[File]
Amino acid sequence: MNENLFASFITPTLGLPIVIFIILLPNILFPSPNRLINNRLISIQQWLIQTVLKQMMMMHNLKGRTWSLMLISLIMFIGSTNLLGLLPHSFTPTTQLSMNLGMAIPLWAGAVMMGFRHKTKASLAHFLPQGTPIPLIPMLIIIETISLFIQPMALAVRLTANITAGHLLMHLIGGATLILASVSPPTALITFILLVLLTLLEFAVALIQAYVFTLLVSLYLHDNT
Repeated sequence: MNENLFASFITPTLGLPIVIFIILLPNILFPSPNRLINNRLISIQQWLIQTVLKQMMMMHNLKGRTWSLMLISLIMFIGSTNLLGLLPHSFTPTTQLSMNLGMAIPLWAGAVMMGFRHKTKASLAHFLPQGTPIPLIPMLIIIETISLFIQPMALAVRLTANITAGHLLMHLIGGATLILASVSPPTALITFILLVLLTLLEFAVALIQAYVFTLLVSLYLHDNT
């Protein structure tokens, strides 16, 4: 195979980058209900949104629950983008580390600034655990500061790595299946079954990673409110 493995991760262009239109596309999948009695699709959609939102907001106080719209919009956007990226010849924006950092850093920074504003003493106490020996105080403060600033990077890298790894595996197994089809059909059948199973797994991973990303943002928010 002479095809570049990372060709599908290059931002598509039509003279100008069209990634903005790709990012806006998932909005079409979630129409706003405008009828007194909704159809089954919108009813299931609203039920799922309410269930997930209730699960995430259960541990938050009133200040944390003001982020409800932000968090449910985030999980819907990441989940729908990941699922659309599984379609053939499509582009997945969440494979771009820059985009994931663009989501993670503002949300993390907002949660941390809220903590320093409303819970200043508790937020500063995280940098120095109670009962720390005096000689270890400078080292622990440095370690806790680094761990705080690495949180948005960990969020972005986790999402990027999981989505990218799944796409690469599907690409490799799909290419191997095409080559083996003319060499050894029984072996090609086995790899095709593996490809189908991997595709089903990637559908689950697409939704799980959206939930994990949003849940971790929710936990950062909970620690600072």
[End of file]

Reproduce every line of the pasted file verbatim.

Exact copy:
Amino acid sequence: MNENLFASFITPTLGLPIVIFIILLPNILFPSPNRLINNRLISIQQWLIQTVLKQMMMMHNLKGRTWSLMLISLIMFIGSTNLLGLLPHSFTPTTQLSMNLGMAIPLWAGAVMMGFRHKTKASLAHFLPQGTPIPLIPMLIIIETISLFIQPMALAVRLTANITAGHLLMHLIGGATLILASVSPPTALITFILLVLLTLLEFAVALIQAYVFTLLVSLYLHDNT
Repeated sequence: MNENLFASFITPTLGLPIVIFIILLPNILFPSPNRLINNRLISIQQWLIQTVLKQMMMMHNLKGRTWSLMLISLIMFIGSTNLLGLLPHSFTPTTQLSMNLGMAIPLWAGAVMMGFRHKTKASLAHFLPQGTPIPLIPMLIIIETISLFIQPMALAVRLTANITAGHLLMHLIGGATLILASVSPPTALITFILLVLLTLLEFAVALIQAYVFTLLVSLYLHDNT
């Protein structure tokens, strides 16, 4: 195979980058209900949104629950983008580390600034655990500061790595299946079954990673409110 493995991760262009239109596309999948009695699709959609939102907001106080719209919009956007990226010849924006950092850093920074504003003493106490020996105080403060600033990077890298790894595996197994089809059909059948199973797994991973990303943002928010 002479095809570049990372060709599908290059931002598509039509003279100008069209990634903005790709990012806006998932909005079409979630129409706003405008009828007194909704159809089954919108009813299931609203039920799922309410269930997930209730699960995430259960541990938050009133200040944390003001982020409800932000968090449910985030999980819907990441989940729908990941699922659309599984379609053939499509582009997945969440494979771009820059985009994931663009989501993670503002949300993390907002949660941390809220903590320093409303819970200043508790937020500063995280940098120095109670009962720390005096000689270890400078080292622990440095370690806790680094761990705080690495949180948005960990969020972005986790999402990027999981989505990218799944796409690469599907690409490799799909290419191997095409080559083996003319060499050894029984072996090609086995790899095709593996490809189908991997595709089903990637559908689950697409939704799980959206939930994990949003849940971790929710936990950062909970620690600072």